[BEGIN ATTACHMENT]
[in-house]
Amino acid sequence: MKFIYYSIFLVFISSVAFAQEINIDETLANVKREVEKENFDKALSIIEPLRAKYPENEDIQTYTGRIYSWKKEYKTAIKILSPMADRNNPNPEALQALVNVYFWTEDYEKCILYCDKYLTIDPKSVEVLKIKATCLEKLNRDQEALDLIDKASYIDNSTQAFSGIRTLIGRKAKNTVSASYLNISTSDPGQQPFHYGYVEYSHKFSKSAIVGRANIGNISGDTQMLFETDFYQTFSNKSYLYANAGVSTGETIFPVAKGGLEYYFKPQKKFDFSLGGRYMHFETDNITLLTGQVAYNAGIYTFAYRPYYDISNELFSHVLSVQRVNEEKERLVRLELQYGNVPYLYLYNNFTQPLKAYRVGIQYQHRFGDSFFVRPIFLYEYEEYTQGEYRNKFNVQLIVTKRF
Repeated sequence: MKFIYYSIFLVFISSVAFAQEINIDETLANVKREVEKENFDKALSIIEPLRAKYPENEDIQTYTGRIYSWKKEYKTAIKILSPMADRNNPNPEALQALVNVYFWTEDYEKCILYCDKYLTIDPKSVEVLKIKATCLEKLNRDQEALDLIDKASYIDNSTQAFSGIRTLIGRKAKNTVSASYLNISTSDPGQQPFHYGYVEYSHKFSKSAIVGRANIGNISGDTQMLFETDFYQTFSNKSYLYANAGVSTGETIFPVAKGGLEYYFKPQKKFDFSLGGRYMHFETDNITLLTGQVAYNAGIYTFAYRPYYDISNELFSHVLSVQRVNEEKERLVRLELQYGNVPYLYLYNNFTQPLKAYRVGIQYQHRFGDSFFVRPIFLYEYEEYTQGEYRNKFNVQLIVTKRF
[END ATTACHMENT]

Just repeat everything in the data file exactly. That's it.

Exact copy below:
[in-house]
Amino acid sequence: MKFIYYSIFLVFISSVAFAQEINIDETLANVKREVEKENFDKALSIIEPLRAKYPENEDIQTYTGRIYSWKKEYKTAIKILSPMADRNNPNPEALQALVNVYFWTEDYEKCILYCDKYLTIDPKSVEVLKIKATCLEKLNRDQEALDLIDKASYIDNSTQAFSGIRTLIGRKAKNTVSASYLNISTSDPGQQPFHYGYVEYSHKFSKSAIVGRANIGNISGDTQMLFETDFYQTFSNKSYLYANAGVSTGETIFPVAKGGLEYYFKPQKKFDFSLGGRYMHFETDNITLLTGQVAYNAGIYTFAYRPYYDISNELFSHVLSVQRVNEEKERLVRLELQYGNVPYLYLYNNFTQPLKAYRVGIQYQHRFGDSFFVRPIFLYEYEEYTQGEYRNKFNVQLIVTKRF
Repeated sequence: MKFIYYSIFLVFISSVAFAQEINIDETLANVKREVEKENFDKALSIIEPLRAKYPENEDIQTYTGRIYSWKKEYKTAIKILSPMADRNNPNPEALQALVNVYFWTEDYEKCILYCDKYLTIDPKSVEVLKIKATCLEKLNRDQEALDLIDKASYIDNSTQAFSGIRTLIGRKAKNTVSASYLNISTSDPGQQPFHYGYVEYSHKFSKSAIVGRANIGNISGDTQMLFETDFYQTFSNKSYLYANAGVSTGETIFPVAKGGLEYYFKPQKKFDFSLGGRYMHFETDNITLLTGQVAYNAGIYTFAYRPYYDISNELFSHVLSVQRVNEEKERLVRLELQYGNVPYLYLYNNFTQPLKAYRVGIQYQHRFGDSFFVRPIFLYEYEEYTQGEYRNKFNVQLIVTKRF